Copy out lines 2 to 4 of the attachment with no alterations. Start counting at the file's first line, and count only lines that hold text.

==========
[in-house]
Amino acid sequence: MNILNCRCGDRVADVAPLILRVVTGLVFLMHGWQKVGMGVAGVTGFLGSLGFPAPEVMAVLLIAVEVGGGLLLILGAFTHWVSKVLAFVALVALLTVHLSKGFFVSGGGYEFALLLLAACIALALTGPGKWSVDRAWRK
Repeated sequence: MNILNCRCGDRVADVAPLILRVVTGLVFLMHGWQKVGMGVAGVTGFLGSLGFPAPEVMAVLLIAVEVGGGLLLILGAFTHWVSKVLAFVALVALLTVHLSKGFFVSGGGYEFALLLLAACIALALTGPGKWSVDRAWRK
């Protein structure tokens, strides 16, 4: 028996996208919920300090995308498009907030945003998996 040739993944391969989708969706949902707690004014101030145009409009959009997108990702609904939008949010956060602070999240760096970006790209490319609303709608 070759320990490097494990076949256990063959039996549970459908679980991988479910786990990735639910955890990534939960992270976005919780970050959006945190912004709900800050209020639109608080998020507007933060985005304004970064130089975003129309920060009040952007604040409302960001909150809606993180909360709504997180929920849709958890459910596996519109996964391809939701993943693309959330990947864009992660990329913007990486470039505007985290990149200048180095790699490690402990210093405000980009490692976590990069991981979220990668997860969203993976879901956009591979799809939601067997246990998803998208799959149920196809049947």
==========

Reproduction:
Amino acid sequence: MNILNCRCGDRVADVAPLILRVVTGLVFLMHGWQKVGMGVAGVTGFLGSLGFPAPEVMAVLLIAVEVGGGLLLILGAFTHWVSKVLAFVALVALLTVHLSKGFFVSGGGYEFALLLLAACIALALTGPGKWSVDRAWRK
Repeated sequence: MNILNCRCGDRVADVAPLILRVVTGLVFLMHGWQKVGMGVAGVTGFLGSLGFPAPEVMAVLLIAVEVGGGLLLILGAFTHWVSKVLAFVALVALLTVHLSKGFFVSGGGYEFALLLLAACIALALTGPGKWSVDRAWRK
């Protein structure tokens, strides 16, 4: 028996996208919920300090995308498009907030945003998996 040739993944391969989708969706949902707690004014101030145009409009959009997108990702609904939008949010956060602070999240760096970006790209490319609303709608 070759320990490097494990076949256990063959039996549970459908679980991988479910786990990735639910955890990534939960992270976005919780970050959006945190912004709900800050209020639109608080998020507007933060985005304004970064130089975003129309920060009040952007604040409302960001909150809606993180909360709504997180929920849709958890459910596996519109996964391809939701993943693309959330990947864009992660990329913007990486470039505007985290990149200048180095790699490690402990210093405000980009490692976590990069991981979220990668997860969203993976879901956009591979799809939601067997246990998803998208799959149920196809049947």